Finding Balance on Stage
Jeremy Giovinazzo remembers having a rough time in high school. He was struggling with several learning disorders, including ADHD and a sensory processing disorder coupled with anxiety and depression. His only success was being cast in a high school musical. “I got the main character in The Music Man,” he said. “I quit every sport I was in so that I could perform because I was so excited about the show.”
Despite his success on stage, Jeremy dropped out of high school. His issues remained undiagnosed and untreated. Realizing things weren’t working for him, Jeremy sought help. “I went to this place called Brain Balance. It’s a place where people on the spectrum seek help,” he said. At Brain Balance, Jeremy completed a three-month treatment and learned that dancing and listening to music can help coordinate the brain and improve function in people experiencing cognitive disabilities like his.
“It was tailored to trigger the switches in my brain that hadn’t been turned on before,” Jeremy said. He saw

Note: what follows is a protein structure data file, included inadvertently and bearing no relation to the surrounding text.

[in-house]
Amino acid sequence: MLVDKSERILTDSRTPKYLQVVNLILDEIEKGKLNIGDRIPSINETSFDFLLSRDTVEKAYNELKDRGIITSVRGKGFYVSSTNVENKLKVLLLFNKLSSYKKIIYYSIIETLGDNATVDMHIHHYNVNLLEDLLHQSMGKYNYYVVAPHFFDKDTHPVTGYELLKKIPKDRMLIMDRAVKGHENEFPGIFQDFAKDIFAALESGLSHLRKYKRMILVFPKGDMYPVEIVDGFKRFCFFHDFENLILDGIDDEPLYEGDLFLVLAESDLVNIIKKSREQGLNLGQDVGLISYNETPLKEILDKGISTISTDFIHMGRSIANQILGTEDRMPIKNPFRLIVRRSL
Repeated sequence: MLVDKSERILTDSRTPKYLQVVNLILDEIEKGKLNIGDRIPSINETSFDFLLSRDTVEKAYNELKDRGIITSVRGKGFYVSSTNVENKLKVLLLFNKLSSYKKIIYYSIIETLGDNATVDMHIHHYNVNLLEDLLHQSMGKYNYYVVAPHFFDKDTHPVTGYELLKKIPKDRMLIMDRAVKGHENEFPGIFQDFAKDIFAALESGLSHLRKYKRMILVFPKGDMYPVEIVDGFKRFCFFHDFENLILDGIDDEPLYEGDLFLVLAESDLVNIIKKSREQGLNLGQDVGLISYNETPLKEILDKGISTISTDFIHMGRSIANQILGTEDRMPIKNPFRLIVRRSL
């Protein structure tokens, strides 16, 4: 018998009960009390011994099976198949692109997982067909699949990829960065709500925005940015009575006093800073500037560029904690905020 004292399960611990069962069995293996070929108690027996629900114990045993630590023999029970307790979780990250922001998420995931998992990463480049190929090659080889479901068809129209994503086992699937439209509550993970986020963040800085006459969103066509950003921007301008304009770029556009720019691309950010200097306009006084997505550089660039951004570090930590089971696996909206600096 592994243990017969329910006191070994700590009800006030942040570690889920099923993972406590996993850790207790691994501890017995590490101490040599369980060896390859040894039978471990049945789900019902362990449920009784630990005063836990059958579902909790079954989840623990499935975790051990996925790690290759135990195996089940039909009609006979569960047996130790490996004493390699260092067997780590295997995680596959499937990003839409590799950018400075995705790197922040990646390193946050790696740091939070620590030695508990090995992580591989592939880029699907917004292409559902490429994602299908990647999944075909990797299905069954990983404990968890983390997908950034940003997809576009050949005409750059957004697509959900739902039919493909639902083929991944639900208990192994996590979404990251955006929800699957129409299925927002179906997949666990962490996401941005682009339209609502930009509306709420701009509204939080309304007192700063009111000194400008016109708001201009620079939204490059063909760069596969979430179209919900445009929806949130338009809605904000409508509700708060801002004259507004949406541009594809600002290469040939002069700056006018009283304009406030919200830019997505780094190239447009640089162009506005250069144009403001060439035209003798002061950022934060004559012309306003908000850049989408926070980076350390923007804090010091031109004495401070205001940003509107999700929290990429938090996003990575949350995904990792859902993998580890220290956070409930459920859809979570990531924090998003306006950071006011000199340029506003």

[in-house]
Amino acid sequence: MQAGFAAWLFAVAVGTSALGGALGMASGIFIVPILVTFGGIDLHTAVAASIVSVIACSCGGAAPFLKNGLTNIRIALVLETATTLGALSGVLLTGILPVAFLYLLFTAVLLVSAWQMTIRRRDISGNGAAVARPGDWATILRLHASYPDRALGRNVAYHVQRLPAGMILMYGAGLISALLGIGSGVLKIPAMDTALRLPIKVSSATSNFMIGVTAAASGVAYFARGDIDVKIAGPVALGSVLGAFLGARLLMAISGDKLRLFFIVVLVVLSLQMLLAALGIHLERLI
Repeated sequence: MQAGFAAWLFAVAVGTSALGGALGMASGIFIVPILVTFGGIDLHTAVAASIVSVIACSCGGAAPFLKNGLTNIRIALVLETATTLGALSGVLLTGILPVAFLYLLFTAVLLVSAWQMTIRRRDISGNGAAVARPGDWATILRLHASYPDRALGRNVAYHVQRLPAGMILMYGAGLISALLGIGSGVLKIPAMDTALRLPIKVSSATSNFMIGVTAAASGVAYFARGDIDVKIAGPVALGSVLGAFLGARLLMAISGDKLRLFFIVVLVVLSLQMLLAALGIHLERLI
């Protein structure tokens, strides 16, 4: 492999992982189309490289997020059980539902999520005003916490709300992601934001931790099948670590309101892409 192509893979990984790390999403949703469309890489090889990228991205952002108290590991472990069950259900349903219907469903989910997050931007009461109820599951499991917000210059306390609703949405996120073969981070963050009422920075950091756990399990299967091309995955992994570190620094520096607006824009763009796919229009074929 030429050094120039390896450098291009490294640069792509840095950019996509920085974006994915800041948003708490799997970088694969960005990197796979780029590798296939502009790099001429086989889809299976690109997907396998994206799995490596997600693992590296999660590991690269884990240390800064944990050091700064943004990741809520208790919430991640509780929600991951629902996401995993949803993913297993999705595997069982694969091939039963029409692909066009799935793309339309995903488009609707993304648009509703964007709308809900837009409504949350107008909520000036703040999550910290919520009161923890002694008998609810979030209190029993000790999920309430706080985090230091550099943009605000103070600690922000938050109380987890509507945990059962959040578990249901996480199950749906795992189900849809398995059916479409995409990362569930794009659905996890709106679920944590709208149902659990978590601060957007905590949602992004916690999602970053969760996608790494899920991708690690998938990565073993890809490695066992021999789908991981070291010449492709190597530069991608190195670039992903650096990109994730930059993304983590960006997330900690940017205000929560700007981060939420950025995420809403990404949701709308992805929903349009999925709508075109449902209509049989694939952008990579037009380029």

improvement, but couldn’t afford to continue with the program. Then a friend suggested that he audition for Catch Me If You Can with The Naples Players. Jeremy was cast in the ensemble and began rehearsing on a regular
basis. While he was thrilled to get the part, he didn’t realize how much The Naples Players would change his life. Jeremy found that rehearsing musical numbers was similar to some of the treatment he received for his issues.
“Moving around, I was able to express myself at rehearsal and on stage,” he said. “Like treatment, it helped me turn on the switches that were never switched my whole life.” “The more I did musical theater, the more I listened to music every day. “The more I danced and the more I exercised, the more I spent time with my friends and my community,” Jeremy said. Four years have passed since his first show with TNP and Jeremy said he feels as if musical theater has cured him of some of his problems. He’s able to sit and read for extended periods, and his stutter went away. Plus he can work his creative muscles on the stage where it’s okay to fidget, to move about and shout all in the name of fun.
“The Naples Players became my life because I realized how much I needed theatre,” he said. “And it’s a family. It’s a community. But also for me, it’s a remedy.” Jeremy credits The Naples Players with giving him a sense of community, for supporting him personally and as an actor, and for helping to improve his disorders through work he enjoys and can do for free. “I don’t have to search for answers anymore because I know where I belong: at The Naples Players.”
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